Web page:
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Dismissal of House chaplain sparks uproar of criticism

Rev. Patrick J. Conroy, chaplain of the U.S. House of Representatives.
Rev. Patrick J. Conroy, chaplain of the U.S. House of Representatives, blessing the walnut tree planted in memory of Rep. Louise Slaughter. Photo: Bill Clark/CQ Roll Call

Reverend Patrick J. Conroy, the House chaplain since 2011, was abruptly dismissed by Speaker Paul Ryan, the New York Times reports, causing an "uproar...over religion."

The details: Per the Times, some Republicans demanded an explanation for the dismissal, and Democrats called for an investigation, but the move re-ignited "long-simmering tensions between Roman Catholics and evangelical Christians" over who should have the position. Ryan, who is a Roman Catholic, said his decision stemmed from the chaplain's "pastoral care," not politics, or a prayer he gave in November that Ryan took issue with.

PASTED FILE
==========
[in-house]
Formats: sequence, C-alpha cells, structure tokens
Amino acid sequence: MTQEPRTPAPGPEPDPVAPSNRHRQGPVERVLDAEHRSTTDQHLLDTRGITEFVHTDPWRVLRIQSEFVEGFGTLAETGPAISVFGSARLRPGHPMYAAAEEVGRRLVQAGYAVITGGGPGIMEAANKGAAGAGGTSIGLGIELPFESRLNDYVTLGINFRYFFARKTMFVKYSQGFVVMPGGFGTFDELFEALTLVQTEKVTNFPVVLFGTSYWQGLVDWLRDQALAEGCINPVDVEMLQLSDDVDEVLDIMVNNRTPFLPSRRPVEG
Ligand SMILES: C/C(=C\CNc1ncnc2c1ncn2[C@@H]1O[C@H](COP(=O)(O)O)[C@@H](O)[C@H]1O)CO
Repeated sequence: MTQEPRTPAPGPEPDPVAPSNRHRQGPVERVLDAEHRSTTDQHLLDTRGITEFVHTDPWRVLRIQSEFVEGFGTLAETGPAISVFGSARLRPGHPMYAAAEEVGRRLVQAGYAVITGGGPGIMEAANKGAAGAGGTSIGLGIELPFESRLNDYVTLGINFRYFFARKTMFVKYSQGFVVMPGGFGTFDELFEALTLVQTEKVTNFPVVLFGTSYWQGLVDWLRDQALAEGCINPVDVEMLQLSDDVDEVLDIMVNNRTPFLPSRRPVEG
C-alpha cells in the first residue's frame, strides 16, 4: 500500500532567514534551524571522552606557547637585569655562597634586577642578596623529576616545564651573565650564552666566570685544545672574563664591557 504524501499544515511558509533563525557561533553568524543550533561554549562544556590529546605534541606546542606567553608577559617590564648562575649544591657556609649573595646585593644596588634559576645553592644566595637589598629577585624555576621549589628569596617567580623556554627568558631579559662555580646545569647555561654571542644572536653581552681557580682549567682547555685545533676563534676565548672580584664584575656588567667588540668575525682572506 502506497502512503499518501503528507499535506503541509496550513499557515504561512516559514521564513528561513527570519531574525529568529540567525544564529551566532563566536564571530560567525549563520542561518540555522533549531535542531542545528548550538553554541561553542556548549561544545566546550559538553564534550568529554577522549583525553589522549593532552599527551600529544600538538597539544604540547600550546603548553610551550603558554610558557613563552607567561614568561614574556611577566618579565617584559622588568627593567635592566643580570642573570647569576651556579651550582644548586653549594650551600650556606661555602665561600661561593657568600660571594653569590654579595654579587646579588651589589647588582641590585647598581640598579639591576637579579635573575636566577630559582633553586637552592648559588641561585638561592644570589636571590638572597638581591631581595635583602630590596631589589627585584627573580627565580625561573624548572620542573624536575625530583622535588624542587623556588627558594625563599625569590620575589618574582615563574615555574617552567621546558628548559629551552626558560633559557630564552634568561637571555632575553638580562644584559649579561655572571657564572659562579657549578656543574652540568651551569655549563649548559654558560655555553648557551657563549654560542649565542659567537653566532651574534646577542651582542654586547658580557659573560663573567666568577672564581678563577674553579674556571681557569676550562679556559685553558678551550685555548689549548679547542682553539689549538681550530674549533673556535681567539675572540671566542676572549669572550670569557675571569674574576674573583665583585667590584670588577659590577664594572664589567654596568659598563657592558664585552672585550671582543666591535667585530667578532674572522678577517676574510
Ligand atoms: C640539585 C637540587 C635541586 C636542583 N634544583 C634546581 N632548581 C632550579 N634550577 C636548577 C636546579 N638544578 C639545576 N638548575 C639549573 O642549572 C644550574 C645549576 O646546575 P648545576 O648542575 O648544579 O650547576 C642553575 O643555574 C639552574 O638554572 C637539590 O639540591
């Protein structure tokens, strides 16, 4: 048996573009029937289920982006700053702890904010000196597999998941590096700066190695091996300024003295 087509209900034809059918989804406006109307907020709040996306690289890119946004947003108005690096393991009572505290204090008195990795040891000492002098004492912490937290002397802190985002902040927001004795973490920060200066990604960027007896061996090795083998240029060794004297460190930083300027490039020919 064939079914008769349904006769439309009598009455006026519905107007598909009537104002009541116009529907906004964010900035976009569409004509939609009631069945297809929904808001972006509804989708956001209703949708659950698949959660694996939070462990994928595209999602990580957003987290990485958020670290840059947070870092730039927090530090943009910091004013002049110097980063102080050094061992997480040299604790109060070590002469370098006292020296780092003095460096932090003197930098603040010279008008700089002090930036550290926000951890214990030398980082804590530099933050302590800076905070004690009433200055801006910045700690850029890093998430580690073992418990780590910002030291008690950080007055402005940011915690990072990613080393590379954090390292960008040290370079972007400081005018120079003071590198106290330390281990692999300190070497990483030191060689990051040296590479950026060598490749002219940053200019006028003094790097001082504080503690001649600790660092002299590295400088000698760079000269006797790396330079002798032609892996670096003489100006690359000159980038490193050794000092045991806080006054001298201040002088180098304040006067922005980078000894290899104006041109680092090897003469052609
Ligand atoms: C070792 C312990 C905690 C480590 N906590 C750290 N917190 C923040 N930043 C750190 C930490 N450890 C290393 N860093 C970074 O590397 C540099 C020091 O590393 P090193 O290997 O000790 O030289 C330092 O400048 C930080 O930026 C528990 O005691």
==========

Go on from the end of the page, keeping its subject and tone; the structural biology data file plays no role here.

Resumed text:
The prayer in question: While the House was debating tax reform, Conroy prayed for members to "guarantee that there are not winners and losers under new tax laws, but benefits balanced and shared by all Americans." Afterwards, per the Times, Ryan told Conroy: "Padre, you just got to stay out of politics."

Ryan's spokeswoman AshLee Strong told the Times that Ryan "made the decision he believes to be in the best interest of the House."

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